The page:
Monday, December 10, 2012

Morality and God: Is This an Important Question?

A member of the studio audience asked me to discuss the relationship between god and morality - specifically in the context of this article:

The Plausibility of Grounding Morality on God

There are a lot of different facets to this question. I have answers discussing many of those facets scattered through this blog. Here, I wish to bring those facets together into a more complete set (and then transfer that answer to the Desirism wiki).

The first question to ask is: "Does it matter?" There is reason to believe that whether moral value is grounded on God or not just does not matter - and we can move on to discuss what does matter.

Let me explain how the grounding of morality might not matter.

In the front lawn of my yard, there is a tree. My neighbor and I might have a fundamental disagreement about the source of trees.

On my understanding, about 3,900,000,000 years ago a bunch of atoms came together in a way that was self replicating. The molecular structure was one that attracted other atoms that bonded to it in a way that created a replica of itself that, then, disconnected and floated away.

However, this method did not create perfect copies. In almost all cases when an error occurred the new strand was unstable and broke apart. However, every once in a while, a new strand was stable enough to replicate its new structure. Some new structures were stable at higher temperatures or in saltier water, some replicated better in sunlight. Some were able to disassemble other strands it encountered and used their materials to make more copies of itself. After 4 billion years of progressively more complex strands coming into existence, a tree sits in my front yard.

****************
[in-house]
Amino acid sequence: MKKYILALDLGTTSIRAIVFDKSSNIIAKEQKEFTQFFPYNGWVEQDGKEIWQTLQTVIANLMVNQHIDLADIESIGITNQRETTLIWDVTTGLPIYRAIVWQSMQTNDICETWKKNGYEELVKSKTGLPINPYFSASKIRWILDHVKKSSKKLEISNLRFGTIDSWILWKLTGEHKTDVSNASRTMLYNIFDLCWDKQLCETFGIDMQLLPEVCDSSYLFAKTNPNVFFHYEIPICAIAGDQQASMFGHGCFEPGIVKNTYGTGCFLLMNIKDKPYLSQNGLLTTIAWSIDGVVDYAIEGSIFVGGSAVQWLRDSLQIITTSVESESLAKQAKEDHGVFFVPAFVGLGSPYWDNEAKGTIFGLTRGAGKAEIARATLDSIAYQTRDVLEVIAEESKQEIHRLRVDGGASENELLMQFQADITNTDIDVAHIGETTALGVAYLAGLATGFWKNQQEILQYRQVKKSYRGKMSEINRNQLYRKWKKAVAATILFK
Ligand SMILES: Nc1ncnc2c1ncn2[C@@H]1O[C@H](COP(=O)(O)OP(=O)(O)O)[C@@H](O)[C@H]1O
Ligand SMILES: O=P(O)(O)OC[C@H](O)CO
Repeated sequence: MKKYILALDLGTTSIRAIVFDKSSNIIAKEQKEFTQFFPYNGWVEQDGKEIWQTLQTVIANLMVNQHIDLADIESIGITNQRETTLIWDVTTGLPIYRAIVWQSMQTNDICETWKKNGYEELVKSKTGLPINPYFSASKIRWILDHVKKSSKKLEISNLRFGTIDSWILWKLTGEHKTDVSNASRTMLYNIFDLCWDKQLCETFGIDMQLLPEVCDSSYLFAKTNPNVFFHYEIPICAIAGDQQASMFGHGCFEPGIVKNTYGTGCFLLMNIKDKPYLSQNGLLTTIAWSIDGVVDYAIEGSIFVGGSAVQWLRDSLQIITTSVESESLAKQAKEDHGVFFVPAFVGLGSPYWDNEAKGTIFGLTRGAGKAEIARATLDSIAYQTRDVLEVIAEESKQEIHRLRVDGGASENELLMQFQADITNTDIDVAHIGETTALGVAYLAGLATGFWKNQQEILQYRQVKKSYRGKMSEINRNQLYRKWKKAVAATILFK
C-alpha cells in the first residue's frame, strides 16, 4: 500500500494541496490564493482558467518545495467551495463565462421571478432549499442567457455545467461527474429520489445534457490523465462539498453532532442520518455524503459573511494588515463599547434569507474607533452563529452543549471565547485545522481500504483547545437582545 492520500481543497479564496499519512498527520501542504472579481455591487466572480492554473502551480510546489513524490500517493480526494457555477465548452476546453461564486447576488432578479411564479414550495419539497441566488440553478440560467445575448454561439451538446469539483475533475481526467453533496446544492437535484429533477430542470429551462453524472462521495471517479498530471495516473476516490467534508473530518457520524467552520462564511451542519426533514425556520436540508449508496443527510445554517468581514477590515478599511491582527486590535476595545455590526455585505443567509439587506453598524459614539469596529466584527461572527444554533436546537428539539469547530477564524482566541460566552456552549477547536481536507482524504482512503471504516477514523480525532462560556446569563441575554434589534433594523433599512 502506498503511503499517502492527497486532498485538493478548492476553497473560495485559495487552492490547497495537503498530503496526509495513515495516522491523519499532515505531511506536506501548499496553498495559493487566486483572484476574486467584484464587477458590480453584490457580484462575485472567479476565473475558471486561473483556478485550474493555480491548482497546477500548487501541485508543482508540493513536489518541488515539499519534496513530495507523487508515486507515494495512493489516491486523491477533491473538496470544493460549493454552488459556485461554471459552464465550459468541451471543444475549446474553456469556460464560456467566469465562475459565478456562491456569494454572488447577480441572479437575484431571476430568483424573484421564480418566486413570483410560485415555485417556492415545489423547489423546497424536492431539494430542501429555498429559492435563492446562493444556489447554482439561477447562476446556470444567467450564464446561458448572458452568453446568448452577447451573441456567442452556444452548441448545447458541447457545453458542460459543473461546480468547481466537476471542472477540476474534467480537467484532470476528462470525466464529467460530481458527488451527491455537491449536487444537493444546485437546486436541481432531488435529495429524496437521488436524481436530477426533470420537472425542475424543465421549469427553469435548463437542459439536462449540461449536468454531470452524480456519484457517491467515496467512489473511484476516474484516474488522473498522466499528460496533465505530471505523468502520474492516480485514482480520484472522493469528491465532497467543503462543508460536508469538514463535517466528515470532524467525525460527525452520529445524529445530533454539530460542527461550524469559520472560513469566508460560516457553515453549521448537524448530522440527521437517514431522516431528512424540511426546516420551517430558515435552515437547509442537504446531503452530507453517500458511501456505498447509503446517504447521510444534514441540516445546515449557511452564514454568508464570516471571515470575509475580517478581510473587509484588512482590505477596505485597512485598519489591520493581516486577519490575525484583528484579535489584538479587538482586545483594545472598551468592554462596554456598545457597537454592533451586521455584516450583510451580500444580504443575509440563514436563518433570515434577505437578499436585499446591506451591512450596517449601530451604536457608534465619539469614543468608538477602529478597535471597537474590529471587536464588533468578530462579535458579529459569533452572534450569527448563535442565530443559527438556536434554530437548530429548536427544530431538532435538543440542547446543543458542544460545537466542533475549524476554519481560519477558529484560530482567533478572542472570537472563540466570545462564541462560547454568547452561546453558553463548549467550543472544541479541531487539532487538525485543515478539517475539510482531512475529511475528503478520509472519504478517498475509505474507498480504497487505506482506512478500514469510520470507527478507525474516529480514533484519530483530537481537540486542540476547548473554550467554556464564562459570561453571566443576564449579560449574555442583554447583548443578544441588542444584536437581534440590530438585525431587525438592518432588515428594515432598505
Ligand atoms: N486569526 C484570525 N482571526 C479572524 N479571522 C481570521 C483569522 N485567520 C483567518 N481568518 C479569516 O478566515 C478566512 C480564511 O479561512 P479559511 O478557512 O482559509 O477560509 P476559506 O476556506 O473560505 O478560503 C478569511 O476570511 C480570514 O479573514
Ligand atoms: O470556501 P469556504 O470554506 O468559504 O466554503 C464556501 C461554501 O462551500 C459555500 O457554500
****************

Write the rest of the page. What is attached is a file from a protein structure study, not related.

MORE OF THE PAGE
My neighbor thinks that this story is utterly improbable. He holds that the complex replicating strands that make up the tree in my yard could not have emerged through natural processes. It takes the effort of a powerful intelligence to manufacture these DNA threads - knowing in advance that a particular number and ordering when planted in nature would result in trees and aiming for that result as he worked.

At one level, it does not matter which story is correct. In spite of this disagreement, we are both capable of standing in my yard and seeing the same tree. We can agree as to its height and the circumference of its trunk, how much it would weigh if it were cut down, the shape of its leaves, its chemical composition, and the effect of chopping it into pieces and puts them in a fireplace on a bed of hot coals.

Nobody - at least so far as I know - is willing to argue, Trees come from God. You do not believe in God. Therefore, you must not be able to perceive of any trees. You cannot say anything about trees unless you admit that a god exists. In fact, we cannot even trust you to drive - because you at risk of running into trees whose existence you cannot acknowledge. (This, of course, is comparable to the bigotry that holds that one cannot be trusted to hold public office unless one believes in God.)